Learn how a hash is a one-way function that can be used to check whether a file has been modified. This is commonly used when distributing software, like Linux installers.
- [Instructor] A file is just a big collection of bits and when we use a file like a Linux installer ISO or really anything else, it's good to know that the file contains all the bits we expect it to. Files can be altered either by someone doing something sneaky like a download site serving up a file that's been modified to include malware, or simply by random errors that occur on storage or when being transmitted through a network. Networking protocols and storage devices try to maintain integrity, but even a Linux installer ISO has billions of bits, and even if one gets flipped, things may not work correctly.
Rather than comparing a file bit by bit to the original file, we can use a checksum to compare file contents. A checksum is the result of a hashing function, an algorithm that comes up with an repeatable answer given a particular input. A hash function treats the file as one long string of data and it computes the checksum based on what the file contains. If the contents of the file change, the checksum will be different. And by comparing the checksums of files, we can know with very high confidence whether they've changed. You may have seen checksums on download pages for installers, archive files, and so on.
These are provided by whoever's offering the download, so you can check for yourself whether the file you're using matches bit per bit the files that they intended to provide. Again, even though this hash comparison can be useful to detect malicious changes like an installer with malware added by the download site itself, it can also be used to make sure all the bits flowed from the server to your computer correctly. Let's take a quick look at generating and sharing checksums. I'll create a text file here.
And then I'll create a copy of it. There are a few different algorithms that we can use to generate and verify file checksums, and there are individual tools for each. md5sum, sha1sum, sha256sum, and so on. Each of them generate a checksum of a different length. Let's take a look at md5sum. I'll run that on both of these files here. I can see they have the same hash, this long string of characters here.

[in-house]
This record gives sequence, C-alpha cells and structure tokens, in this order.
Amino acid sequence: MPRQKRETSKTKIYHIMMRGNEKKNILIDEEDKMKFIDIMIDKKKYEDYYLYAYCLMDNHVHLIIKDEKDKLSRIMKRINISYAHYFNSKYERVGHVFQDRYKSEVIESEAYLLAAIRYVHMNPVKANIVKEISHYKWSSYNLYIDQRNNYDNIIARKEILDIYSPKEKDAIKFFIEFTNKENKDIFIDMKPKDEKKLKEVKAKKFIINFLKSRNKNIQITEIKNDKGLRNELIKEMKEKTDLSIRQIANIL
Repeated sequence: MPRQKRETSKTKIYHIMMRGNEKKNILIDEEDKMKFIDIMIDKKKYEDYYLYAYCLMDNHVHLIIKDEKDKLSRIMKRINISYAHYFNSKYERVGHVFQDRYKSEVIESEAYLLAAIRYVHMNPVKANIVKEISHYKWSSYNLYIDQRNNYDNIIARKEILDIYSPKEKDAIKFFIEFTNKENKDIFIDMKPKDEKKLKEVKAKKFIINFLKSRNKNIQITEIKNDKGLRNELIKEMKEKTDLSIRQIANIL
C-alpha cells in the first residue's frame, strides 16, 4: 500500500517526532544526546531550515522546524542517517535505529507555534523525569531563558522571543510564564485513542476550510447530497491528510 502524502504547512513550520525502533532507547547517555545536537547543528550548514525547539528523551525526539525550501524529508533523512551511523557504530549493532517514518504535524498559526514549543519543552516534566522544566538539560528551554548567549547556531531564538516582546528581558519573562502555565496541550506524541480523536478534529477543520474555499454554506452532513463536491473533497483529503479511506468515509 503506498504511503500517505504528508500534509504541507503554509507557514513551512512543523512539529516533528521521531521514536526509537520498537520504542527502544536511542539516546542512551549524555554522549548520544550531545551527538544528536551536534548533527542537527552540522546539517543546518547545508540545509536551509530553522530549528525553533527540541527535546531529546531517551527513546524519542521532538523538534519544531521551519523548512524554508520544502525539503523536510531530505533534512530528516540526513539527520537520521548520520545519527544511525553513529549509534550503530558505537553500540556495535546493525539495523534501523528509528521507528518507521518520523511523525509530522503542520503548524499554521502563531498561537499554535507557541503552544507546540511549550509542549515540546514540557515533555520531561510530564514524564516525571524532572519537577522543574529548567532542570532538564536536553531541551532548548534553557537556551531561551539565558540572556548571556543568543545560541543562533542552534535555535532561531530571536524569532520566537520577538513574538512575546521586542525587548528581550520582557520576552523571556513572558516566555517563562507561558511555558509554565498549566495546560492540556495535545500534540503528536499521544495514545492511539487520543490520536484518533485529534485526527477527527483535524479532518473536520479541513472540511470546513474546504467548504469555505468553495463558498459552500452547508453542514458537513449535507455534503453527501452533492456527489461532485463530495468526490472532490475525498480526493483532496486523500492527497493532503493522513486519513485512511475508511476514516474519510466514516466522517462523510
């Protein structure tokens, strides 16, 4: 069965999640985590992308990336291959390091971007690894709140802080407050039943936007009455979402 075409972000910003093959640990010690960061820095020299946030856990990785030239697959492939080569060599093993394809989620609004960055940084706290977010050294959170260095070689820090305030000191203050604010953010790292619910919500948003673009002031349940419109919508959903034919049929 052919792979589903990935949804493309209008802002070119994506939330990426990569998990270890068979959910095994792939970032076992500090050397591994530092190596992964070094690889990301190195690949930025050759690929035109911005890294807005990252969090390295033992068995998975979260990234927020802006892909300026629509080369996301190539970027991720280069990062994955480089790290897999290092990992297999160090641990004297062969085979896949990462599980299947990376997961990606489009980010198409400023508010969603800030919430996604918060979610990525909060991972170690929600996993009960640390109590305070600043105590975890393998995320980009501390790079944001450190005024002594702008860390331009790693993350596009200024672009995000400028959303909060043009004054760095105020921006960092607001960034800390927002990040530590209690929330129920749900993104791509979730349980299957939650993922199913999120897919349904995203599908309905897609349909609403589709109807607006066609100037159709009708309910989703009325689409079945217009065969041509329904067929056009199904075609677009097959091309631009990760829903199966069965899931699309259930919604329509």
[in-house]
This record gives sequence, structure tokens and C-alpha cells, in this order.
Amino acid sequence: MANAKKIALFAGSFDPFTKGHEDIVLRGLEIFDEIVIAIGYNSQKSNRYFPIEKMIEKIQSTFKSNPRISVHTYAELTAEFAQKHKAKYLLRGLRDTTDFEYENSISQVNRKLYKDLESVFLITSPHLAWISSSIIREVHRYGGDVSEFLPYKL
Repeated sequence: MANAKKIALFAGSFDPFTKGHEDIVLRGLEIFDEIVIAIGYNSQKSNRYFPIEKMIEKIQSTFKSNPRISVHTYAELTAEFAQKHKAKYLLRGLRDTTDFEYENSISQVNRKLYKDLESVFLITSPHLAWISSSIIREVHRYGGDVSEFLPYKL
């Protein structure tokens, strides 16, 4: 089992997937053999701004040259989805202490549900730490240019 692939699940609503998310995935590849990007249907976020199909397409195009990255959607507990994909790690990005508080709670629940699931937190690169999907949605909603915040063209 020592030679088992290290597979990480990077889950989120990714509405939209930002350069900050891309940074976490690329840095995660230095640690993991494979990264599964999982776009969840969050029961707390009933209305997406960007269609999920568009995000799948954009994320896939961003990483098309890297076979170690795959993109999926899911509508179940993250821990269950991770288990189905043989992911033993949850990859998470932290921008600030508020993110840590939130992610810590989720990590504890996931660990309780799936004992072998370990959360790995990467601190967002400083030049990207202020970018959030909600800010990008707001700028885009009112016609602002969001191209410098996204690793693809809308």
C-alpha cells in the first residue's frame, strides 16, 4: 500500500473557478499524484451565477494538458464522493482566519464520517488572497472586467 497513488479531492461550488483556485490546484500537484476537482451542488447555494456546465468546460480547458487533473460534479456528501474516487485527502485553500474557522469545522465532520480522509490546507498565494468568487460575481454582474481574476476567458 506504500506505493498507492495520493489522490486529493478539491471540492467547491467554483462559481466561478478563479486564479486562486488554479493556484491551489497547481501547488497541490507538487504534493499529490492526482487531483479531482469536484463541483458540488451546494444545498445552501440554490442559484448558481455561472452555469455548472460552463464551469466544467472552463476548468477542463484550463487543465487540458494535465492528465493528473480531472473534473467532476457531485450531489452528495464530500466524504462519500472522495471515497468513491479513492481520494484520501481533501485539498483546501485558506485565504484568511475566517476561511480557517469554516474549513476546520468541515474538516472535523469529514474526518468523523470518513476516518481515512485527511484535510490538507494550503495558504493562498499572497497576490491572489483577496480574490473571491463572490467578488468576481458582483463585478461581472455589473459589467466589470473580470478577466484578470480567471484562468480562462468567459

I'll make a change to one of these files, just adding one character. And now when I run that command again, I can see that the checksum of the changed file is completely different, not just off by one character or something like the actual file is. This makes it helpful to eyeball a checksum and see if it looks like the one you were expecting. But there is a more precise way of comparing a checksum. Let's say we went to download this file and were provided this checksum.
I'll copy this checksum. Once the file's downloaded, we could write echo and paste the checksum add a space and the file name. And then pipe that into md5sum dash c. And now the tool compares the checksum for us, telling us that this file is okay, which means that the checksum matches. Usually when we get a checksum from somewhere, they'll tell you which algorithm it's for. If not, you can use trial and error and see which tools will output a checksum you are expecting.
One thing to note. It's important that when you are comparing a checksum that you get the original from a trusted source, like a website viewed over HTTPS. Some providers also use signed checksums, relying on a cryptographic key stored on a key server. I won't go over that here, because that gets into more than just basic checksums. Checksums are really helpful for verifying the integrity of a downloaded file, and you can provide checksums of files you are passing along to help the recipient to ensure that the file they get hasn't been modified.
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